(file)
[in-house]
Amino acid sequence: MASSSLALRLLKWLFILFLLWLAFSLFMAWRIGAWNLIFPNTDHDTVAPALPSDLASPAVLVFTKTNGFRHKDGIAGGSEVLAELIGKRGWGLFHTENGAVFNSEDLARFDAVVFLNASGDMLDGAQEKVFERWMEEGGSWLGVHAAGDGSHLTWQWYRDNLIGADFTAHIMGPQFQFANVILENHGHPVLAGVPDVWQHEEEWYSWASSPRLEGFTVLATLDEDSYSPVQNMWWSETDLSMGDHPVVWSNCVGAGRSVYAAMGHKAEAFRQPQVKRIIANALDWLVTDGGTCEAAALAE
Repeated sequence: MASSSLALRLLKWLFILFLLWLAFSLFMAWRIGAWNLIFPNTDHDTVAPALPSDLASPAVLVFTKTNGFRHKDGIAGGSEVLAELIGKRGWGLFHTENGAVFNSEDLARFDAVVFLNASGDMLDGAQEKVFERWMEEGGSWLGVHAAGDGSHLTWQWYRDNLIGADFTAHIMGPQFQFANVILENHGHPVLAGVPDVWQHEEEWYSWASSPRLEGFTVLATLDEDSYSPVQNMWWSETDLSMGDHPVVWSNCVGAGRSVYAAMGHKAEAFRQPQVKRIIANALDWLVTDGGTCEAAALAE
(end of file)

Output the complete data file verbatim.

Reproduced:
[in-house]
Amino acid sequence: MASSSLALRLLKWLFILFLLWLAFSLFMAWRIGAWNLIFPNTDHDTVAPALPSDLASPAVLVFTKTNGFRHKDGIAGGSEVLAELIGKRGWGLFHTENGAVFNSEDLARFDAVVFLNASGDMLDGAQEKVFERWMEEGGSWLGVHAAGDGSHLTWQWYRDNLIGADFTAHIMGPQFQFANVILENHGHPVLAGVPDVWQHEEEWYSWASSPRLEGFTVLATLDEDSYSPVQNMWWSETDLSMGDHPVVWSNCVGAGRSVYAAMGHKAEAFRQPQVKRIIANALDWLVTDGGTCEAAALAE
Repeated sequence: MASSSLALRLLKWLFILFLLWLAFSLFMAWRIGAWNLIFPNTDHDTVAPALPSDLASPAVLVFTKTNGFRHKDGIAGGSEVLAELIGKRGWGLFHTENGAVFNSEDLARFDAVVFLNASGDMLDGAQEKVFERWMEEGGSWLGVHAAGDGSHLTWQWYRDNLIGADFTAHIMGPQFQFANVILENHGHPVLAGVPDVWQHEEEWYSWASSPRLEGFTVLATLDEDSYSPVQNMWWSETDLSMGDHPVVWSNCVGAGRSVYAAMGHKAEAFRQPQVKRIIANALDWLVTDGGTCEAAALAE